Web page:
Figure 4a depicts the mean overall interference effect (i.e., subtracting localization error in the single-task condition from that in the dual-task condition) for the 1-, 2-, and 3-distractor groups. Figure 4b depicts the time shift τ for the 1-, 2-, and 3-element distractor groups. Clearly, increasing the number of to-be-identified distractor items in the distractor stimulus caused increasingly larger and longer lasting localization interference effects. In fact, a linear regression analysis on the individual time-shift data revealed that the attentional system takes about 66 ms to identify each distractor item (F(1, 22) = 26.03, p < 0.001) without a general shift associated with dual-tasking (non-significant intercept = 2.5 ms).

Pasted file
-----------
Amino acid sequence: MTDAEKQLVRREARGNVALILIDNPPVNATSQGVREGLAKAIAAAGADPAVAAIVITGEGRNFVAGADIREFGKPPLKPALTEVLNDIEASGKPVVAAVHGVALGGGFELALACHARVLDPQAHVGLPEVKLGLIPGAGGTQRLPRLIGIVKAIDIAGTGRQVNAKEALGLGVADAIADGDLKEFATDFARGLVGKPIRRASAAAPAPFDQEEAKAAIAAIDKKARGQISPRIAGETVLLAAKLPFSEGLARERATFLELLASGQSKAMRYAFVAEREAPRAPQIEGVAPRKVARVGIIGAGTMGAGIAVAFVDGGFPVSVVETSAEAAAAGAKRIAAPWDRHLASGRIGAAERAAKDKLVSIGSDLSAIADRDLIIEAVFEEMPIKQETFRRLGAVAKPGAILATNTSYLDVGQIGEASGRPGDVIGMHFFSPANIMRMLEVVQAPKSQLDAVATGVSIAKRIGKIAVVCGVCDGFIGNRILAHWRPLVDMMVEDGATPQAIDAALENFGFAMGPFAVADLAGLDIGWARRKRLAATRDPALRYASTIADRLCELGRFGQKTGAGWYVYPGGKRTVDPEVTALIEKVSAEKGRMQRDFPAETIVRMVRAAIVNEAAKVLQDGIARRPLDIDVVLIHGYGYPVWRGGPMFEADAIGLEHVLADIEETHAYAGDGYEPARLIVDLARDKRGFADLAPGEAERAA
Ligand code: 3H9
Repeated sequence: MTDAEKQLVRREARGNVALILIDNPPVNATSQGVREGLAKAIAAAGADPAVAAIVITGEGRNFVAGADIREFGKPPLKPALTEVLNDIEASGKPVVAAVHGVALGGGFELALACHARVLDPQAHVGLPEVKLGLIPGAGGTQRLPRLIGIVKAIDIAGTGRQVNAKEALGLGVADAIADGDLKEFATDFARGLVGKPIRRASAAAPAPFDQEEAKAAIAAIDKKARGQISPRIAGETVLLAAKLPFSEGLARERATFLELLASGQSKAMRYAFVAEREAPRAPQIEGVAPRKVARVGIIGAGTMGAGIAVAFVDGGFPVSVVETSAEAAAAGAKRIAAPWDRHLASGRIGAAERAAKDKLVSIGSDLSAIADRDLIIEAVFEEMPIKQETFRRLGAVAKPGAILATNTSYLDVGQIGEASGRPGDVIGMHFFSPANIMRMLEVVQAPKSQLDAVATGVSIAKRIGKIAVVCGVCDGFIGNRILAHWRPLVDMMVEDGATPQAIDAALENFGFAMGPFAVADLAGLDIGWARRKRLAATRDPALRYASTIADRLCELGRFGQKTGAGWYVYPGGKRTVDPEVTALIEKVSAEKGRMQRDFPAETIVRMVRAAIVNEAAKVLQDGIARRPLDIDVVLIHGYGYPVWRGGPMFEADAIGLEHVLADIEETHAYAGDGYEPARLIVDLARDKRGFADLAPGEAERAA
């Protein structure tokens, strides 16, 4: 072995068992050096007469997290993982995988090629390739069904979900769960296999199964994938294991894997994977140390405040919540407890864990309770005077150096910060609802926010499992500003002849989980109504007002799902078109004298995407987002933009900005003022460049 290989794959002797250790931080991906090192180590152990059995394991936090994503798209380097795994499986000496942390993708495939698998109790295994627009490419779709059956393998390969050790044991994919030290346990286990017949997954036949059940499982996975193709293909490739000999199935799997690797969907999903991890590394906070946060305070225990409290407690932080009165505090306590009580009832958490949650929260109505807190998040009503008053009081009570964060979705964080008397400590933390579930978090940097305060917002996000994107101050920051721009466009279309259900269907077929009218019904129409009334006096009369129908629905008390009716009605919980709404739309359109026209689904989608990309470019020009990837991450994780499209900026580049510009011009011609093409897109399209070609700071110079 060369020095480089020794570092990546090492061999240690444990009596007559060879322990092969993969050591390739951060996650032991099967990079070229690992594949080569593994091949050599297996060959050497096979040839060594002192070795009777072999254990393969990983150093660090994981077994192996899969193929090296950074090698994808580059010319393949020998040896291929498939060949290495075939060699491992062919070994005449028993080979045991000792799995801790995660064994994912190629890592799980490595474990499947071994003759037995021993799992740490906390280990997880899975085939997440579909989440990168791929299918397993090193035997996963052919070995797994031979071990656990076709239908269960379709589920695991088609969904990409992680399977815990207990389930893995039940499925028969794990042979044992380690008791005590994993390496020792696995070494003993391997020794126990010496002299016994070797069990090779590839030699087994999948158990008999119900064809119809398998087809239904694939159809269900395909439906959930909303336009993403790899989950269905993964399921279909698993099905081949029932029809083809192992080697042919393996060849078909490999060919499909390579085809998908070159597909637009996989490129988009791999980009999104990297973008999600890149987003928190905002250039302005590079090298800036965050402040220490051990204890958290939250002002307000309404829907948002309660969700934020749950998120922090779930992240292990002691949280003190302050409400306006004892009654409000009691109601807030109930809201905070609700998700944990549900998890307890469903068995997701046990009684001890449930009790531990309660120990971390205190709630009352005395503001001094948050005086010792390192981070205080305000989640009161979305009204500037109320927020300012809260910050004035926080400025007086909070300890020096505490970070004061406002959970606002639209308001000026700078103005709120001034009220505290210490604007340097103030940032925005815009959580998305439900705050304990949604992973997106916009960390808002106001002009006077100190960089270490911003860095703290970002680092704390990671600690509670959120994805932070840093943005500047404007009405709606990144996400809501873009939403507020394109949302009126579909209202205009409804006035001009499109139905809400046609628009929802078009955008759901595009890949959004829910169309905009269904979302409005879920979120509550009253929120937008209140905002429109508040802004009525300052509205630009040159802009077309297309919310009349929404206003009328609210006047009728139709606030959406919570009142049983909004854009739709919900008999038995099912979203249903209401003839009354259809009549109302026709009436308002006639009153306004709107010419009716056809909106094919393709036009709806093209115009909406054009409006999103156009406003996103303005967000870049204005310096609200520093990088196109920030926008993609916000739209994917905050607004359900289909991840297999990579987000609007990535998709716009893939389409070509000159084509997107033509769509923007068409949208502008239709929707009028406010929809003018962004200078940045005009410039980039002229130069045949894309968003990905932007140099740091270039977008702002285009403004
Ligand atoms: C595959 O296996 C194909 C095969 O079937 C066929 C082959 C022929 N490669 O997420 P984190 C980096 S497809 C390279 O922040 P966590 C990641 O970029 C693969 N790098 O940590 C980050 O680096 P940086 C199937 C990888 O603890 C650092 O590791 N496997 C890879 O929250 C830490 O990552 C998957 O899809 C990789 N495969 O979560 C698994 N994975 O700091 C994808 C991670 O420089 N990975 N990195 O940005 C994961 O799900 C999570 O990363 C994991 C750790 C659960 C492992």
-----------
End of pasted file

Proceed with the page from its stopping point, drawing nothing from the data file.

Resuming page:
Systematic localization errors